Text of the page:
William of Wykeham and His Colleges

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Side 358 - For he hath regarded : the lowliness of his handmaiden. For behold from henceforth : all generations shall call me blessed. For he that is mighty hath magnified me : and holy is his Name.
Side vii - He was most princely : Ever witness for him Those twins of learning, that he rais'd in you, Ipswich, and Oxford!
Side 402 - See nations, slowly wise and meanly just, To buried merit raise the tardy bust. If dreams yet flatter, once again attend, Hear Lydiat's life, and Galileo's end.
Side 402 - Nor think the doom of man revers'd for thee; Deign on the passing world to turn thine eyes, And pause awhile from letters, to be wise; There mark what ills the scholar's life assail, Toil, envy, want, the patron, and the jail. See nations slowly wise, and meanly just, To buried merit raise the tardy bust.
Side 326 - Sudden, the sombrous imagery is fled, Which late my visionary rapture fed: Thy powerful hand has broke the Gothic chain, And brought my bosom back to truth again...
Side 103 - I find it thus far experimentally true, that at my now being in that school, and seeing that very place where I sat when I was a boy, occasioned me to remember those very thoughts of my youth which then possessed me...
Side 423 - ... there was then nothing of disorder discernible in his mind by any but himself; but he had withdrawn from study, and travelled with no other book than an English Testament, such as children carry to the school: when his friend took it into his hand, out of curiosity to see what companion a Man of Letters had chosen, ' I have but one book,' said Collins,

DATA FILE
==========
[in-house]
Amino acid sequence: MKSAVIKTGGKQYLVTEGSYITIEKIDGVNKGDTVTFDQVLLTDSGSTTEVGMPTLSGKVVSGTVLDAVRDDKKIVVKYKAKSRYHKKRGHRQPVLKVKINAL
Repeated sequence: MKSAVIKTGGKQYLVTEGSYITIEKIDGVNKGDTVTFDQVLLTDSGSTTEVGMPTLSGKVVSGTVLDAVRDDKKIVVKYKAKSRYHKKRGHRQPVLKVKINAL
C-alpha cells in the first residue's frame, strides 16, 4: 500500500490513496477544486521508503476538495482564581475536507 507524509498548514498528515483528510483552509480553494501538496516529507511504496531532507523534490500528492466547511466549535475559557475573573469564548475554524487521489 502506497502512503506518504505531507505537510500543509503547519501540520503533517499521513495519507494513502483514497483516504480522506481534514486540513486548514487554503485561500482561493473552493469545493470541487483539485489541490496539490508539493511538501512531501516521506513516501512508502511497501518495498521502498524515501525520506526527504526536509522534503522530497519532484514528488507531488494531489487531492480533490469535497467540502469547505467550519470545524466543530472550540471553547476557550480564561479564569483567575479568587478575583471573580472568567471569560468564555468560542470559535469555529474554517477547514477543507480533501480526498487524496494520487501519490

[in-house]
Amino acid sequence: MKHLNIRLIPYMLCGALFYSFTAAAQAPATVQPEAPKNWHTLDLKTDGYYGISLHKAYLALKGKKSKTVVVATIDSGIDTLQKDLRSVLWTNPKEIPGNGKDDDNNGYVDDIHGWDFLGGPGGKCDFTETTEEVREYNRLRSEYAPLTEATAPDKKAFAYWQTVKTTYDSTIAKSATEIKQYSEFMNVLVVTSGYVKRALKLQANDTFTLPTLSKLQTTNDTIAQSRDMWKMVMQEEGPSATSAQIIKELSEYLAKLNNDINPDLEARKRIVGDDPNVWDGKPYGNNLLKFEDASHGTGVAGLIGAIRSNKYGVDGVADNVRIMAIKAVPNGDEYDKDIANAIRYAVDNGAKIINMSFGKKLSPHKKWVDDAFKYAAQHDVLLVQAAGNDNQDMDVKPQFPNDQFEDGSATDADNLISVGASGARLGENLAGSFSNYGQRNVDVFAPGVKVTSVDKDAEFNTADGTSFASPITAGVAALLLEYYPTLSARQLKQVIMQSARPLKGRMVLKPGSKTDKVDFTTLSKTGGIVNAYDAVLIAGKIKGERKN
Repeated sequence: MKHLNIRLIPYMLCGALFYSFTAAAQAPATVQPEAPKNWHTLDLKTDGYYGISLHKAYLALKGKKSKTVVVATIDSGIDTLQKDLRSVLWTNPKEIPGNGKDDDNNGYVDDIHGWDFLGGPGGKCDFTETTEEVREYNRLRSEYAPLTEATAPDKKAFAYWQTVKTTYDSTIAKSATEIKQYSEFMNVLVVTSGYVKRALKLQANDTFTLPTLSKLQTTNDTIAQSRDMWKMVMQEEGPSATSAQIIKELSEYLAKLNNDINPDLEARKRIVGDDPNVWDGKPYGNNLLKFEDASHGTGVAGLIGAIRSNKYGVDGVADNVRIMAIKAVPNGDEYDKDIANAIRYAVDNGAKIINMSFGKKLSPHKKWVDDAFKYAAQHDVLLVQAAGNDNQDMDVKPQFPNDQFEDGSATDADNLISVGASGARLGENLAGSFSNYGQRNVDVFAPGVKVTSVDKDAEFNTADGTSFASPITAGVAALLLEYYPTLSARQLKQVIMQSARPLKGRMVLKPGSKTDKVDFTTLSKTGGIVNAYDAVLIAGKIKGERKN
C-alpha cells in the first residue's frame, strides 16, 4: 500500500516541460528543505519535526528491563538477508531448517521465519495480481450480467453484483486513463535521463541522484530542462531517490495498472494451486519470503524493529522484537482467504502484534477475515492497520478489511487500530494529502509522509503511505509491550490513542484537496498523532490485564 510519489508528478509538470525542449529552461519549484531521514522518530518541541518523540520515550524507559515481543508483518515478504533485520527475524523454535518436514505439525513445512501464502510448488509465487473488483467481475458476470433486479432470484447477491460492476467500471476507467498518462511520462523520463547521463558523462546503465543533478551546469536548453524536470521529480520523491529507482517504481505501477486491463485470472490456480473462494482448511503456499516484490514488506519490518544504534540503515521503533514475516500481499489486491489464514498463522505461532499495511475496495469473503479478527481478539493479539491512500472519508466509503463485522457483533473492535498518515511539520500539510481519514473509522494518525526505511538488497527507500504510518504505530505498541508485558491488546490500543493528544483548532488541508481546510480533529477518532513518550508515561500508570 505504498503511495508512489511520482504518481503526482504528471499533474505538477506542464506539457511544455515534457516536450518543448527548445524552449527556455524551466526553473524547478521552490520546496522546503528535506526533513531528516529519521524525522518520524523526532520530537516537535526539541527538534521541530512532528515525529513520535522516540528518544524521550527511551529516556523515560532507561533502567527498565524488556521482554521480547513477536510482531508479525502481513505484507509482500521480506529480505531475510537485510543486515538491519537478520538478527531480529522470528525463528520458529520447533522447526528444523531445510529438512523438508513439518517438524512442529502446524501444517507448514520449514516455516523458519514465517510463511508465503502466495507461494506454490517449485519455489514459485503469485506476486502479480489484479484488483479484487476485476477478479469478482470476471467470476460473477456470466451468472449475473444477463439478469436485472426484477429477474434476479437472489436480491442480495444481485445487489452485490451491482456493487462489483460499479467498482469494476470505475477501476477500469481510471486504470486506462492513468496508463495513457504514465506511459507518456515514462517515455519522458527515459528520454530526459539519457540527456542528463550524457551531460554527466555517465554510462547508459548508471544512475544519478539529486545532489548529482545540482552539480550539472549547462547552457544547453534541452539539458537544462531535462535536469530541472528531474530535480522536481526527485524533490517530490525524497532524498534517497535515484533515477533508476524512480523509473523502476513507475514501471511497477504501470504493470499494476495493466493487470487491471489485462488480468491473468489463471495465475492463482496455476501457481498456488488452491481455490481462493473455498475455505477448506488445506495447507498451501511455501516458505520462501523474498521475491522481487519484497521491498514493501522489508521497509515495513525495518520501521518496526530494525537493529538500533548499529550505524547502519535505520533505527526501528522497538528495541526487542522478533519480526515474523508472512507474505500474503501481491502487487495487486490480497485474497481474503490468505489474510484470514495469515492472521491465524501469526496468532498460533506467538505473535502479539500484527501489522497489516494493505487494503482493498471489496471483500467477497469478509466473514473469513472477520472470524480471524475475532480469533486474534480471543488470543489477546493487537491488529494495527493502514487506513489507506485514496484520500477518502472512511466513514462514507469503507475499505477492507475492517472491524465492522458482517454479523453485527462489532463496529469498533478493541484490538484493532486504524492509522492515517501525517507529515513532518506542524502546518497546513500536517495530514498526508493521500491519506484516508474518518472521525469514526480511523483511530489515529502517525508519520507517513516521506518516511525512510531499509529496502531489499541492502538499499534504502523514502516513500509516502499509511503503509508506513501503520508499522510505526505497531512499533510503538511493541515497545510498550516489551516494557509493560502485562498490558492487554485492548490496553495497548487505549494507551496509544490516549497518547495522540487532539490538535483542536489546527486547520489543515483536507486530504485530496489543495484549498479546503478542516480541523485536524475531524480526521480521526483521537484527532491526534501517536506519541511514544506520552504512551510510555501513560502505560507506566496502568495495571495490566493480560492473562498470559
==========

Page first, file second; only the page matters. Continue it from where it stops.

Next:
Side 414 - The noble author of the Characteristics had many excellent qualities, both as a man and a writer: he was temperate, chaste, honest, and a lover of his country. In his writings he has shown how much he has imbibed the deep sense, and how naturally he could copy the gracious manner of Plato.
Side 351 - ... and cheer each other while at school and college. Owing to some disagreement with the parishioners of Chelsea, which had taken place before he left that curacy, he accepted the duty of Chawton and Droxford, but after a few months returned to Basingstoke.
Side 214 - And, oh ! till earth, and seas, and heaven, decay, Ne'er may that fair creation fade away ! May winds and storms those beauteous colours spare ; Still may they bloom, as permanent as fair ; All the vain rage of wasting time repel, And his tribunal see, whose cross they paint so well ! KATHERINE-HILL, NEAR WINCHESTERi.

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